colloidal liquid-gas interface.
D. Derks, D. G. A. L. Aarts, D. Bonn, H. N. W. Lekkerkerker, A. Imhof,
PRL 97, 038301 (2006).
T.H.R. Smith, O. Vasilyev, D.B. Abraham, A. Maciolek, M. Schmidt,
PRL 101, 067203 (2008).
What is the effect of a driving line on an interface?
In equilibrium- under local attractive potential
Local potential localizes the interface at any temperature
Transfer matrix: 1d quantum particle in a local attractive potential,
the wave-function is localized.
no localizing potential:
with localizing potential:
Schematic magnetization profile
The magnetization profile is antisymmetric with respect to the zero
Consider now a driving line
+ -- +with rate
- ++ -with rate
Ising model with Kawasaki dynamics which is biased on the middle row
The interface width is finite (localized)
A spontaneous symmetry breaking takes place
by which the magnetization of the driven line
is non-zero and the magnetization profile is not
The fluctuation of the interface are not symmetric around
the driven line.
These results can be demonstrated analytically in certain limit.
Results of numerical simulations
Example of configurations in the two mesoscopic states for a 100X101 with fixed boundary at T=0.85Tc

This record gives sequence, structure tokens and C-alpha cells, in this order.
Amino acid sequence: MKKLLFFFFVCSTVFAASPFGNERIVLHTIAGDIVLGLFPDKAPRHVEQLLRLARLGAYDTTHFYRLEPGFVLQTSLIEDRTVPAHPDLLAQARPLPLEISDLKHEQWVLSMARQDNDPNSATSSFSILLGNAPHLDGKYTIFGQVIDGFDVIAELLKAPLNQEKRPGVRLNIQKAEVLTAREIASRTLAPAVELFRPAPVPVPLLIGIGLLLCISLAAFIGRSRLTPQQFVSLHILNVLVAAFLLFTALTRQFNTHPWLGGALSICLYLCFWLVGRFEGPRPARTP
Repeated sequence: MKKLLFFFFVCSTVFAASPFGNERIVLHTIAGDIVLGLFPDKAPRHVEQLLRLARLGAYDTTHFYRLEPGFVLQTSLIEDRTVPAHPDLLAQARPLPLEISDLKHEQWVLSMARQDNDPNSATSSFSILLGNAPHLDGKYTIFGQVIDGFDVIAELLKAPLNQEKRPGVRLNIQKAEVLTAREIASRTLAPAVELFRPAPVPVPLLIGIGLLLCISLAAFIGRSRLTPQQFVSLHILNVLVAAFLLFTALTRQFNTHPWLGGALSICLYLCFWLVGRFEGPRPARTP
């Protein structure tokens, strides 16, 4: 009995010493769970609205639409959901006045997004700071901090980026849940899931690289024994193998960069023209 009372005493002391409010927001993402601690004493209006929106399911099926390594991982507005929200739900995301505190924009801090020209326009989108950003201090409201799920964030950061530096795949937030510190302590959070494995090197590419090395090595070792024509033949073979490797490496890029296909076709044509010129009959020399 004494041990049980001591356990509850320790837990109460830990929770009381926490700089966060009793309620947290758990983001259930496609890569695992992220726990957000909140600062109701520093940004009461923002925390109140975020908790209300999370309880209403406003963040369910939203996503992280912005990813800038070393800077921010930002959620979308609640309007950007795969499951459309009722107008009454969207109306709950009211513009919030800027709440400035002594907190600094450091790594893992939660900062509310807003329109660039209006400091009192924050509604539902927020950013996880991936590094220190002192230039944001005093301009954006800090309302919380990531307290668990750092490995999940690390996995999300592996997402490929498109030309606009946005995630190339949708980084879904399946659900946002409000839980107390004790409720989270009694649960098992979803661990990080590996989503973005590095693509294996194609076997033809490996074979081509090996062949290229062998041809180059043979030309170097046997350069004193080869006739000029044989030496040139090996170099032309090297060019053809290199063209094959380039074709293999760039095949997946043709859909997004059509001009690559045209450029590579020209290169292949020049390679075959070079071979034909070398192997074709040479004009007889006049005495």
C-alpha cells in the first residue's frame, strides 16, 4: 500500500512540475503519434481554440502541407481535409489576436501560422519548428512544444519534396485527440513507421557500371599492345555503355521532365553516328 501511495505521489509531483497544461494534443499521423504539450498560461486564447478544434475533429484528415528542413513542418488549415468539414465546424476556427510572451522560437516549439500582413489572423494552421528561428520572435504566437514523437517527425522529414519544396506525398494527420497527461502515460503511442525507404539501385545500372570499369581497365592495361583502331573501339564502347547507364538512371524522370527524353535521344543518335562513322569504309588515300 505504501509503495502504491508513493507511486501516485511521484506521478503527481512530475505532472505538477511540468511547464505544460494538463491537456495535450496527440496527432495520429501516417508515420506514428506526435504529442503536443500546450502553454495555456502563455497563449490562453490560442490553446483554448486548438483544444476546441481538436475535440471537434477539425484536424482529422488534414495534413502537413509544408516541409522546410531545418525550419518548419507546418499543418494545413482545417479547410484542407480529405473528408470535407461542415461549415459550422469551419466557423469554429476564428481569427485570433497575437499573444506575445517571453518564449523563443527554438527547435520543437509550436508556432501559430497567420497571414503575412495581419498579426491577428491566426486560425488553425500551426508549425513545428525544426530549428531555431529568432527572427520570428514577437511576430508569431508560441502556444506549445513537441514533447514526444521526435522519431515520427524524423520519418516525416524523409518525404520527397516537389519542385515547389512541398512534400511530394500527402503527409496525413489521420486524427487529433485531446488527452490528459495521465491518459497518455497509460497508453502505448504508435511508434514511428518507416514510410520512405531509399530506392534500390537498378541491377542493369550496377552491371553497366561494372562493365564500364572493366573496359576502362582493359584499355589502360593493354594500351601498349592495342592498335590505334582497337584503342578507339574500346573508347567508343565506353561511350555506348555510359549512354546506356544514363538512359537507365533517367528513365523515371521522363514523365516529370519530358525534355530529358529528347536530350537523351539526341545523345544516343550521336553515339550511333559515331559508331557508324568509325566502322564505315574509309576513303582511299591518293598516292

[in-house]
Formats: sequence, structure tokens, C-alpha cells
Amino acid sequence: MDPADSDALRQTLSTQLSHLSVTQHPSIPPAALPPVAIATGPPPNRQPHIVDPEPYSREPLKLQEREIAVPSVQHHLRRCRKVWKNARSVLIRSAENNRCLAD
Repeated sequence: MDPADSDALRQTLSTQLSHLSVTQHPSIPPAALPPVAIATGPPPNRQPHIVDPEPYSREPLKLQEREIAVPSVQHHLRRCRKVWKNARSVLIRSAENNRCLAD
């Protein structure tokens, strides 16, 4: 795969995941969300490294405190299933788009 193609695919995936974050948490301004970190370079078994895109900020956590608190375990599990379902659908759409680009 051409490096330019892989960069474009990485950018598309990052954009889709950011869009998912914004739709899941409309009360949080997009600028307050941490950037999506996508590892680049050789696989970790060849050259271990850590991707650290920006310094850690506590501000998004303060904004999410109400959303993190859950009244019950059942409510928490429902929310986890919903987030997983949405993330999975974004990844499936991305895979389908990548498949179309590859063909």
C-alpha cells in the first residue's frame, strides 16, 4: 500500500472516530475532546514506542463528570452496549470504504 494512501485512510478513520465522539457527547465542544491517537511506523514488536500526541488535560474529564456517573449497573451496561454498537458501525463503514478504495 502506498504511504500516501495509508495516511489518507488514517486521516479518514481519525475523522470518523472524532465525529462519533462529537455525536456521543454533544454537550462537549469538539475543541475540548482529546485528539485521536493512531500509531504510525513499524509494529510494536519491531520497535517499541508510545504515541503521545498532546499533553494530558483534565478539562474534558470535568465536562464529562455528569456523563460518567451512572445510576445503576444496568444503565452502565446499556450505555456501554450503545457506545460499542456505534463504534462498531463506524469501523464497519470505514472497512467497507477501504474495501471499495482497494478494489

Schematic magnetization profiles
unlike the equilibrium antisymmetric profile
Averaged magnetization profile in the two states
Time series of Magnetization of driven lane for a 100X101 lattice at T= 0.6Tc.
Switching time on a square LX(L+1) lattice with Fixed boundary at T=0.6Tc.
In general one cannot calculate the steady state measure of this system.
However in a certain limit, the steady state distribution (the large
deviations function) of the magnetization of the driven line can be calculated.
Typically one is interested in calculating
the large deviation function of a magnetization profile
We show that in some limit a restricted large deviation function,
that of the driven line magnetization, , can be computed
The following limit is considered
Slow exchange rate between the driven line and the rest of the system
Large driving field
In this limit the probability distribution of is
where the potential (large deviations function) can be computed.
The large deviations function
Slow exchange between the line and the rest of the system
In between exchange processes the systems is
composed of 3 sub-systems evolving independently
the coupling within the lane can be ignored. As a result
the spins on the driven lane become uncorrelated and they are
randomly distributed (TASEP)
The driven lane applies a boundary field on the two other
Due to the slow exchange rate with the bulk, the two bulk
sub-systems reach the equilibrium distribution of an Ising model
with a boundary field
Low temperature limit
In this limit the steady state of the bulk sub systems can
be expanded in T and the exchange rate with the driven line can
performs a random walk with a rate which depends on
- - - - -
Calculate p at low temperature
- - - - -
+ - +
+ + + + +
+ + + + +
- - - - -
- - - - -
+ - +
+ + + + +
+ + + + +
contribution to p
is the exchange rate between the driven line and the adjacent lines
The magnetization of the driven lane changes in steps of
Expression for rate of increase, p
Simple examples of the effect of long range correlations in driven
models have been presented.
A limit of slow exchange rate is discussed which enables
the evaluation of some large deviation functions far from